In an earlier post, I talked about 3 of the most important strategies for making a home energy efficient. They were; 1. Air sealing, 2. Air sealing, and 3. Air sealing.

Air sealed, or tight, homes do a better job at containing the conditioned air coming from the HVAC system where it belongs…inside. Tight homes also keep the unwanted hot/humid or cold/dry outdoor air where it belongs…outside. Both of these keep your HVAC system running less, which ultimately reduces your energy bill. In other words, the home is more efficient.

Fresh air should be brought in to the home through mechanical ventilation, which maintains proper levels that fresh air, and can also filter and condition it depending on the type of ventilation strategy employed in your home.

By the way: Tight homes also do a better job at keeping moisture, pollutants, sound and insects from getting!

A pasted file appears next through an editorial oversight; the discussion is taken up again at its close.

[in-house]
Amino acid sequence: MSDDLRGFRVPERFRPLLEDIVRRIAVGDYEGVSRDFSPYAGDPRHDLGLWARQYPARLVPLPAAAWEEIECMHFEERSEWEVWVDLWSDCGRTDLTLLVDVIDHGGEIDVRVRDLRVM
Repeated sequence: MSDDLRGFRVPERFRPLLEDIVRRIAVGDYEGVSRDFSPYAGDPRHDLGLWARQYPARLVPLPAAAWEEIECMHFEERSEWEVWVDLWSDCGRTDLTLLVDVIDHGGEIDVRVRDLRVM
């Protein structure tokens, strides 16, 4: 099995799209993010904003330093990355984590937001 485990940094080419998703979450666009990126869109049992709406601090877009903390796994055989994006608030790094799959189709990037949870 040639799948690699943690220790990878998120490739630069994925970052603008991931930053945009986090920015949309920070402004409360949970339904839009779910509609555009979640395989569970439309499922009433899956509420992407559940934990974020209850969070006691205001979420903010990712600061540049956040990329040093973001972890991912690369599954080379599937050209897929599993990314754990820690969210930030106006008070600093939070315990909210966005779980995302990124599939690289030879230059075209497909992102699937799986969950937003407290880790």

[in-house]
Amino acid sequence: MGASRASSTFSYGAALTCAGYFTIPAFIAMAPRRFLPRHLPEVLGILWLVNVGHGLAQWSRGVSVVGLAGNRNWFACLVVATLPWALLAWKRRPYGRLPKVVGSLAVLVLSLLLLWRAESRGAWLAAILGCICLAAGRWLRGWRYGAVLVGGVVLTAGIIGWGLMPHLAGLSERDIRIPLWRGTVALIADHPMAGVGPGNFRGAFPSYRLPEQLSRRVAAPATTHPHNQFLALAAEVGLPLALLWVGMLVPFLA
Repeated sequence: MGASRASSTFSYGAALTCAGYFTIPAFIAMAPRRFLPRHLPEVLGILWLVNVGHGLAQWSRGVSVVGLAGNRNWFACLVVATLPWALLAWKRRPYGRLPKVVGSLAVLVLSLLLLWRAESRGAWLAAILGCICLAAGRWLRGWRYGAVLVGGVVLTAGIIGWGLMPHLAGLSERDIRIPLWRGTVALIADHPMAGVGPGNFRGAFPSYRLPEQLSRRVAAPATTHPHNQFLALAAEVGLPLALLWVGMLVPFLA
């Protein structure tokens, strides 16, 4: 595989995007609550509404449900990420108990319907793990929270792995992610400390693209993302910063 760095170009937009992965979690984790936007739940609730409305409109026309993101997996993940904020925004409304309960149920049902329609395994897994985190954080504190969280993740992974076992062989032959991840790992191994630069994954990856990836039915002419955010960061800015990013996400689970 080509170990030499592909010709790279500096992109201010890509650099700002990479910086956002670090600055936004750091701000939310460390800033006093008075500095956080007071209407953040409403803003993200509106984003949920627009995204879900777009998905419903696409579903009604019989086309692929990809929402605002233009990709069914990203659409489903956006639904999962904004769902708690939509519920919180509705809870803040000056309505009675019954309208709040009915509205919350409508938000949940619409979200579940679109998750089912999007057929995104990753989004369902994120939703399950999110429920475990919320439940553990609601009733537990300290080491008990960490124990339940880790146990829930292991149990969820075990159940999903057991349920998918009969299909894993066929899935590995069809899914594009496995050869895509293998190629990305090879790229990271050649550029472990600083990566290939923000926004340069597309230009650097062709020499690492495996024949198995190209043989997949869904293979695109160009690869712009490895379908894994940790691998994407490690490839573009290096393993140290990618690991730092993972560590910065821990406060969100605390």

Stopping Air Flow

If you’ve read Part I and Part II of this series, you’ll remember this detail (below). In the earlier posts, we point out our strategies for controlling moisture and heat flow at the slab-on-grade condition of the Proud Green Home at Serenbe. Today, it’s all about air sealing. (Note: this detail is for a home in North GA, or Climate Zone 3A. Local conditions vary, and each home should be designed for it’s local climate)

Designing for High Performance Slab-On-Grad Part III Controlling Air Flow

The 1″ Zip System R-Panel is made up of the widely used Zip System wall sheathing and a 1/2″ layer of EPS foam insulation. Each of these materials are well know air barriers on their own, but have been brought together in to a single product to act as a structural component, air barrier and thermal break. As is done with their sheathing, Zip Systems Tape is applied to all seams between each panel and at all penetrations. Windows are given extra attention to properly flash so as to prevent air and/or water from finding it’s way back in to the building.